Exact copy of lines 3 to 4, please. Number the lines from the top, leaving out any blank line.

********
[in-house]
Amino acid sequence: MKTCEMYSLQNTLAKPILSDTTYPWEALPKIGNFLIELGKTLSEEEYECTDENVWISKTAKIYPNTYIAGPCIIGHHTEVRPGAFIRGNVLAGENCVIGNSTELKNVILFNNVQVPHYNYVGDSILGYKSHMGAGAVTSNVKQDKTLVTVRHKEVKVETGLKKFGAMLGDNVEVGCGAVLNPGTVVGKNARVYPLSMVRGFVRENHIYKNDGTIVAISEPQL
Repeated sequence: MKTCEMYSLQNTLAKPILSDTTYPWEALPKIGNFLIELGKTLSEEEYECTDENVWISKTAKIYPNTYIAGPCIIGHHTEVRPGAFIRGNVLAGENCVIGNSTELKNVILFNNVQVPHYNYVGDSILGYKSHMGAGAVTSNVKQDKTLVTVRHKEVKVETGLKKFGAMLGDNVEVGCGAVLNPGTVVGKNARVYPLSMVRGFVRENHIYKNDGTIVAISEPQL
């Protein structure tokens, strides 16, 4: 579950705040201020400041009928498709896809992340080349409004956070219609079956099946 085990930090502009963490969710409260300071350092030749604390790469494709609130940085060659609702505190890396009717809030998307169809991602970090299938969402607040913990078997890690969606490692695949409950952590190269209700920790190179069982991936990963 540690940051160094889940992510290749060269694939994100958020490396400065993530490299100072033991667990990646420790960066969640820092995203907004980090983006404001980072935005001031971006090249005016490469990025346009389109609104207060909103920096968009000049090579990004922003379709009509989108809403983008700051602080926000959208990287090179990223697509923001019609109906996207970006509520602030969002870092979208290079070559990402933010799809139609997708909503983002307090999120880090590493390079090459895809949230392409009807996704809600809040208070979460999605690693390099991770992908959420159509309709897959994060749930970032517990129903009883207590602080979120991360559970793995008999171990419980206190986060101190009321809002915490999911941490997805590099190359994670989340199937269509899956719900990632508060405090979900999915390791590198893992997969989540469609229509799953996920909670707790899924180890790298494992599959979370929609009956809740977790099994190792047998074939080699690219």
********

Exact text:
Repeated sequence: MKTCEMYSLQNTLAKPILSDTTYPWEALPKIGNFLIELGKTLSEEEYECTDENVWISKTAKIYPNTYIAGPCIIGHHTEVRPGAFIRGNVLAGENCVIGNSTELKNVILFNNVQVPHYNYVGDSILGYKSHMGAGAVTSNVKQDKTLVTVRHKEVKVETGLKKFGAMLGDNVEVGCGAVLNPGTVVGKNARVYPLSMVRGFVRENHIYKNDGTIVAISEPQL
């Protein structure tokens, strides 16, 4: 579950705040201020400041009928498709896809992340080349409004956070219609079956099946 085990930090502009963490969710409260300071350092030749604390790469494709609130940085060659609702505190890396009717809030998307169809991602970090299938969402607040913990078997890690969606490692695949409950952590190269209700920790190179069982991936990963 540690940051160094889940992510290749060269694939994100958020490396400065993530490299100072033991667990990646420790960066969640820092995203907004980090983006404001980072935005001031971006090249005016490469990025346009389109609104207060909103920096968009000049090579990004922003379709009509989108809403983008700051602080926000959208990287090179990223697509923001019609109906996207970006509520602030969002870092979208290079070559990402933010799809139609997708909503983002307090999120880090590493390079090459895809949230392409009807996704809600809040208070979460999605690693390099991770992908959420159509309709897959994060749930970032517990129903009883207590602080979120991360559970793995008999171990419980206190986060101190009321809002915490999911941490997805590099190359994670989340199937269509899956719900990632508060405090979900999915390791590198893992997969989540469609229509799953996920909670707790899924180890790298494992599959979370929609009956809740977790099994190792047998074939080699690219």